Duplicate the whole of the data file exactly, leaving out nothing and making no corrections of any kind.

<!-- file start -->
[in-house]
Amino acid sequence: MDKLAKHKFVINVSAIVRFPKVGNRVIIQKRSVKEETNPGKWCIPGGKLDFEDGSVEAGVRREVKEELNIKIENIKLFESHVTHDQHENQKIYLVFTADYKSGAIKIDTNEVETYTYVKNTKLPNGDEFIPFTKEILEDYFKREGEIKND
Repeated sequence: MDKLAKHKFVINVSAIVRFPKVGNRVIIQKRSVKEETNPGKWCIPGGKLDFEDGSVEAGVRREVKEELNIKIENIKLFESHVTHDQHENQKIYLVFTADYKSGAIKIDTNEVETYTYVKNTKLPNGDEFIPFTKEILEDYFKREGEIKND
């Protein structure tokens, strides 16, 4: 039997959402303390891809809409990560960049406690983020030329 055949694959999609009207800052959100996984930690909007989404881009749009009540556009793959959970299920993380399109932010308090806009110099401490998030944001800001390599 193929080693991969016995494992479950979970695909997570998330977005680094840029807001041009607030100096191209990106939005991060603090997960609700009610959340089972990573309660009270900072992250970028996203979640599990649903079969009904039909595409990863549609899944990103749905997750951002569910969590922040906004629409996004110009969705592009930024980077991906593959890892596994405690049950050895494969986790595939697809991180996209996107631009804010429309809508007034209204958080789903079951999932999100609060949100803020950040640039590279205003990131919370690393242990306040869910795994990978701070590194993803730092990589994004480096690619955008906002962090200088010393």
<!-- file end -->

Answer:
[in-house]
Amino acid sequence: MDKLAKHKFVINVSAIVRFPKVGNRVIIQKRSVKEETNPGKWCIPGGKLDFEDGSVEAGVRREVKEELNIKIENIKLFESHVTHDQHENQKIYLVFTADYKSGAIKIDTNEVETYTYVKNTKLPNGDEFIPFTKEILEDYFKREGEIKND
Repeated sequence: MDKLAKHKFVINVSAIVRFPKVGNRVIIQKRSVKEETNPGKWCIPGGKLDFEDGSVEAGVRREVKEELNIKIENIKLFESHVTHDQHENQKIYLVFTADYKSGAIKIDTNEVETYTYVKNTKLPNGDEFIPFTKEILEDYFKREGEIKND
């Protein structure tokens, strides 16, 4: 039997959402303390891809809409990560960049406690983020030329 055949694959999609009207800052959100996984930690909007989404881009749009009540556009793959959970299920993380399109932010308090806009110099401490998030944001800001390599 193929080693991969016995494992479950979970695909997570998330977005680094840029807001041009607030100096191209990106939005991060603090997960609700009610959340089972990573309660009270900072992250970028996203979640599990649903079969009904039909595409990863549609899944990103749905997750951002569910969590922040906004629409996004110009969705592009930024980077991906593959890892596994405690049950050895494969986790595939697809991180996209996107631009804010429309809508007034209204958080789903079951999932999100609060949100803020950040640039590279205003990131919370690393242990306040869910795994990978701070590194993803730092990589994004480096690619955008906002962090200088010393």